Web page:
Friday 19 July 2019

Ramp-up spending in crisis Brexit IMF warns

State will be 'uniquely vulnerable'

Risk factor: The Tory leadership race, led by Boris Johnson, could make a no-deal Brexit more likely
Risk factor: The Tory leadership race, led by Boris Johnson, could make a no-deal Brexit more likely

David Chance

The Government will have to consider boosting Budget spending to keep the economy from going into a tailspin in the event of a no-deal Brexit, the International Monetary Fund (IMF) said yesterday in its annual report on the Irish economy.

The risks of a no-deal Brexit have risen sharply with a race in the Conservative Party to succeed Theresa May that has seen Brexiteer Boris Johnson emerge as the favourite.

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The IMF said that government might also have to consider boosting private sector lending by easing capital requirements at banks.

"Directors acknowledged that Ireland is uniquely vulnerable to a no-deal Brexit," the IMF said in its report.

"They concurred that, if this risk were to materialise, the Government should let automatic fiscal stabilisers operate freely and provide targeted support to hard-hit sectors," it said.

Estimates of the potential hit to the economy from a disorderly Brexit run between 2-7pc with the Central Bank of Ireland estimating that a no-deal Brexit would reduce growth by up to 4 percentage points in the first full year and lower output by 6pc in the long run.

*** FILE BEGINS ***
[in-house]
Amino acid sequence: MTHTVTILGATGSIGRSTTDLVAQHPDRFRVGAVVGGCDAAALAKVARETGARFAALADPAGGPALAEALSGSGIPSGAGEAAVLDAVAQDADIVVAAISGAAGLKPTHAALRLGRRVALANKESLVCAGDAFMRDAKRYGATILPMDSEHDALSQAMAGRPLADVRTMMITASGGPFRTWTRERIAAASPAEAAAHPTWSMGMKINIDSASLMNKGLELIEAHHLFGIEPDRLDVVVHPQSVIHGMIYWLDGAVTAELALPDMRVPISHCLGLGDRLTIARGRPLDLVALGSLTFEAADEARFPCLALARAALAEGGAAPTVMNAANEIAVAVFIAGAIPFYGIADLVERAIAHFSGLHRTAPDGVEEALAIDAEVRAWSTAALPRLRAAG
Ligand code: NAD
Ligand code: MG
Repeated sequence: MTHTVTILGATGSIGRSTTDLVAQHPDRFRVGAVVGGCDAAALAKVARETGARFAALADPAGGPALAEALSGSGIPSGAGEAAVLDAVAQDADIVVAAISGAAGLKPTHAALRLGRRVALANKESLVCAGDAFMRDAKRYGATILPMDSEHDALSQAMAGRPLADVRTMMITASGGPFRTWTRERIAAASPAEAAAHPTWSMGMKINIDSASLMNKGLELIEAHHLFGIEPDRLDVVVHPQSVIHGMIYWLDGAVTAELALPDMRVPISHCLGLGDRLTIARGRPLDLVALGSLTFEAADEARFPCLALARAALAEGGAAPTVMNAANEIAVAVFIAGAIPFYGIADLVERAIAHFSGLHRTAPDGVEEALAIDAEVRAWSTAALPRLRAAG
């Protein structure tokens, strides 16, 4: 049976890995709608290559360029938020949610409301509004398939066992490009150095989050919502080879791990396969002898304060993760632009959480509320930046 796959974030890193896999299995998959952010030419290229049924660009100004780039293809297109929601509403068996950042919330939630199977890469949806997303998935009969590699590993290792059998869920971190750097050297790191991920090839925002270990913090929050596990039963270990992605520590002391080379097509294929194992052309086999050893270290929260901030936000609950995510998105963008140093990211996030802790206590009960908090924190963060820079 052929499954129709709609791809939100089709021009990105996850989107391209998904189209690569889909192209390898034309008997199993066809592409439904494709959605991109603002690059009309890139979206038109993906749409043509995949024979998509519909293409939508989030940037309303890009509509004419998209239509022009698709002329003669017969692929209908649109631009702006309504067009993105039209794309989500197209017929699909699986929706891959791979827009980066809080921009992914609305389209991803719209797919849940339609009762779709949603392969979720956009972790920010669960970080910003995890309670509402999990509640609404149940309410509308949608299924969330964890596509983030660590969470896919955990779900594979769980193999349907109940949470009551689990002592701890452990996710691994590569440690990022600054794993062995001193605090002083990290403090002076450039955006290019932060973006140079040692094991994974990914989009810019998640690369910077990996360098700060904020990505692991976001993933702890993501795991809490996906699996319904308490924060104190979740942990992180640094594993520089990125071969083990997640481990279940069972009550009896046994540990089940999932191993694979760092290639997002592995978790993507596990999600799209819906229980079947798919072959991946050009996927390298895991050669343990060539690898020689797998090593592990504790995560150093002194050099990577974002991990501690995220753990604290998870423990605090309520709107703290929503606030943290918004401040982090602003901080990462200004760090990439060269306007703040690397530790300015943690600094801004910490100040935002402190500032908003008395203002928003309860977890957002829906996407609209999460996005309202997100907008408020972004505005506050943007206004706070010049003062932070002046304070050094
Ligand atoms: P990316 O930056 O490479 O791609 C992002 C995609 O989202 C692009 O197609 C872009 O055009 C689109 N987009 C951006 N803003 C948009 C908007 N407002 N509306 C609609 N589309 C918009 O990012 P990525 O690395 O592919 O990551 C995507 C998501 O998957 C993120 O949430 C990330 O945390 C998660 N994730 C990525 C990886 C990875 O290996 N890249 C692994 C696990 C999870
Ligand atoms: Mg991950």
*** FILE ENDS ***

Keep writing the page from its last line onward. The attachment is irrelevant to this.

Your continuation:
"A fiscal stimulus may be called for, depending on the severity of the downturn in the broader economy. In case of a sharp credit contraction, Directors considered that the countercyclical capital buffer could be released," the IMF said. The IMF's call for stimulus goes well beyond that discussed by the Irish Fiscal Advisory Council last week.

The council said that in the event of a hard Brexit a stimulus to the economy would be needed but the main thrust of its report was that the Government had squandered billions of euro of revenues from company taxes that should have been saved so as to help offset shocks like Brexit.

Even so, the IMF did urge the Government to "accelerate fiscal consolidation to alleviate demand pressures and build buffers" and agreed with the Fiscal Advisory Council that there was "merit in saving additional corporate tax revenue" while at the same time "enforcing spending limits".

The IMF estimates that corporate income taxes in the region of 0.6 to 1pc of gross domestic product (GDP) are "at risk". Based on official data for 2018, that would mean that €1.9 to €3.2bn of the €10.4bn of company taxes paid into the Exchequer would be at risk.

The IMF's warning on spending limits came amid huge cost overruns on health.

"The share of healthcare in the budget has increased to 25pc - the highest in the EU and 10pc above the EU average," the IMF noted.

The weaknesses in budget controls in healthcare span current and capital spending and the Fiscal Council last week highlighted overruns of €500m a year between 2013-18.

It also put a spotlight on the spiralling costs of the National Children's Hospital project.

Irish Independent

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